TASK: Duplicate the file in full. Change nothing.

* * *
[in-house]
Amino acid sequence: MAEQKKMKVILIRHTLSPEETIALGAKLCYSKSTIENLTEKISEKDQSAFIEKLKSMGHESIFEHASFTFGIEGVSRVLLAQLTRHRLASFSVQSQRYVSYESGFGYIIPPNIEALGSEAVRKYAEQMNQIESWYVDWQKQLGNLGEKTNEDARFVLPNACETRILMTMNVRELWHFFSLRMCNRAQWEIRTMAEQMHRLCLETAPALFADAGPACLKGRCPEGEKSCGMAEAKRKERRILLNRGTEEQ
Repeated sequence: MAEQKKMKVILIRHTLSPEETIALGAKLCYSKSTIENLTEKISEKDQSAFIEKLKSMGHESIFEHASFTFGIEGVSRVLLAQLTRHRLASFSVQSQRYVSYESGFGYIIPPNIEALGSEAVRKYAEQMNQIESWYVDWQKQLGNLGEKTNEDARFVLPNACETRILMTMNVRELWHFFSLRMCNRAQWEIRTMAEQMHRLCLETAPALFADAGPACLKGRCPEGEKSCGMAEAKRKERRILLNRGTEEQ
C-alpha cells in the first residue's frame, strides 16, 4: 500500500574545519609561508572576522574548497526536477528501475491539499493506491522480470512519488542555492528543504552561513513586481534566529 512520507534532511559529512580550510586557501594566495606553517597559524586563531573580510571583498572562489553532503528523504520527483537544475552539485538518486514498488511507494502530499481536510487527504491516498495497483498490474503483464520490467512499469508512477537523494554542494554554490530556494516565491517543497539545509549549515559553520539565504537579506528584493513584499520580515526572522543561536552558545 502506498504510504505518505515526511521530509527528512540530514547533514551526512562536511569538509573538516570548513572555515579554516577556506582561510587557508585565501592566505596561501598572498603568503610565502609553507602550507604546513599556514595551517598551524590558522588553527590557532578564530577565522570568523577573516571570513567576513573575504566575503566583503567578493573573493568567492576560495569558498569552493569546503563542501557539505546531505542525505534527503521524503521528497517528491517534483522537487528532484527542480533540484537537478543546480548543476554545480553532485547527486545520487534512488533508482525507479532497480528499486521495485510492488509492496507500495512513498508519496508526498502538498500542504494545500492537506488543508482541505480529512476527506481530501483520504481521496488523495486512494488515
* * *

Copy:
[in-house]
Amino acid sequence: MAEQKKMKVILIRHTLSPEETIALGAKLCYSKSTIENLTEKISEKDQSAFIEKLKSMGHESIFEHASFTFGIEGVSRVLLAQLTRHRLASFSVQSQRYVSYESGFGYIIPPNIEALGSEAVRKYAEQMNQIESWYVDWQKQLGNLGEKTNEDARFVLPNACETRILMTMNVRELWHFFSLRMCNRAQWEIRTMAEQMHRLCLETAPALFADAGPACLKGRCPEGEKSCGMAEAKRKERRILLNRGTEEQ
Repeated sequence: MAEQKKMKVILIRHTLSPEETIALGAKLCYSKSTIENLTEKISEKDQSAFIEKLKSMGHESIFEHASFTFGIEGVSRVLLAQLTRHRLASFSVQSQRYVSYESGFGYIIPPNIEALGSEAVRKYAEQMNQIESWYVDWQKQLGNLGEKTNEDARFVLPNACETRILMTMNVRELWHFFSLRMCNRAQWEIRTMAEQMHRLCLETAPALFADAGPACLKGRCPEGEKSCGMAEAKRKERRILLNRGTEEQ
C-alpha cells in the first residue's frame, strides 16, 4: 500500500574545519609561508572576522574548497526536477528501475491539499493506491522480470512519488542555492528543504552561513513586481534566529 512520507534532511559529512580550510586557501594566495606553517597559524586563531573580510571583498572562489553532503528523504520527483537544475552539485538518486514498488511507494502530499481536510487527504491516498495497483498490474503483464520490467512499469508512477537523494554542494554554490530556494516565491517543497539545509549549515559553520539565504537579506528584493513584499520580515526572522543561536552558545 502506498504510504505518505515526511521530509527528512540530514547533514551526512562536511569538509573538516570548513572555515579554516577556506582561510587557508585565501592566505596561501598572498603568503610565502609553507602550507604546513599556514595551517598551524590558522588553527590557532578564530577565522570568523577573516571570513567576513573575504566575503566583503567578493573573493568567492576560495569558498569552493569546503563542501557539505546531505542525505534527503521524503521528497517528491517534483522537487528532484527542480533540484537537478543546480548543476554545480553532485547527486545520487534512488533508482525507479532497480528499486521495485510492488509492496507500495512513498508519496508526498502538498500542504494545500492537506488543508482541505480529512476527506481530501483520504481521496488523495486512494488515